The sun is actually glazed by high-energy X-rays, according to NASA scientists use an extremely high-powered telescope to take a closer look at something we’ve studied for years.
A closer look was taken on the sun by NASA’s NuSTAR telescope, which was designed to view black holes throughout the universe. The Nuclear Spectroscopic Telescope Array is what NASA calls NuSTAR and is one of the most sensitive telescopes on the planet. The result was spectacular, and it was a first, as well as best for scientists to date.
NuSTAR produced the best solar portrait that has ever been taken of the sun in high-energy X-rays. Fiona Harrison of the California Institute of Technology said, “At first I thought the whole idea was crazy. Why would we have the most sensitive high energy X-ray telescope ever built, designed to peer deep into the universe, look at something in our own back yard?”
Valid thoughts, but even she noted that the long term education that could take place from gaining this insight would be great when it comes to actually understanding the sun more effectively, as well as understanding X-rays and how they interact with the rest of the universe. The study began roughly 7 years ago, when the idea was first proposed to the NuSTAR director, and eventually became a thorough plan for the team to study.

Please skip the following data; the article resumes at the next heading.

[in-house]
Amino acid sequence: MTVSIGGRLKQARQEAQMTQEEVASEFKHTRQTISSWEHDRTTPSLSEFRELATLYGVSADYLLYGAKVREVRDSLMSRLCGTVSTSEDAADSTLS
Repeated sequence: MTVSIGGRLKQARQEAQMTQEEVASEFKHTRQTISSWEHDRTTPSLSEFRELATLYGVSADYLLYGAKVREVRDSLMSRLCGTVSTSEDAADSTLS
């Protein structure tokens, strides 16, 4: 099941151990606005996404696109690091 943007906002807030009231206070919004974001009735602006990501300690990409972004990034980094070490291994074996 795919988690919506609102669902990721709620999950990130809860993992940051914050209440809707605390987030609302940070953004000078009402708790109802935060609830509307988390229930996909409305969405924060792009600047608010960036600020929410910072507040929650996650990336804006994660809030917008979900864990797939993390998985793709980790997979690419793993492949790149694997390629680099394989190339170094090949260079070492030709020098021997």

Some of the things that scientists hope they can learn from this, are answering questions about the hot spots on the sun, understanding the atmosphere above those hot and cool spots, as well as identifying what happens over the sun in terms of the X-rays produced when activity begins to simmer a bit in the coming years. The team pointed out that the next two to three years are expected to be slow, and quiet for the sun when compared to the last couple of years.
The biggest question that scientists hope to answer, is the one regarding the outer atmosphere of the sun – and its temperature relative to the rest of the sun. Should the scientists be able to really take a closer look at things like nanoflares – the team could actually determine why the sun has an outer atmosphere that is considerably hotter than the actual surface of the sun.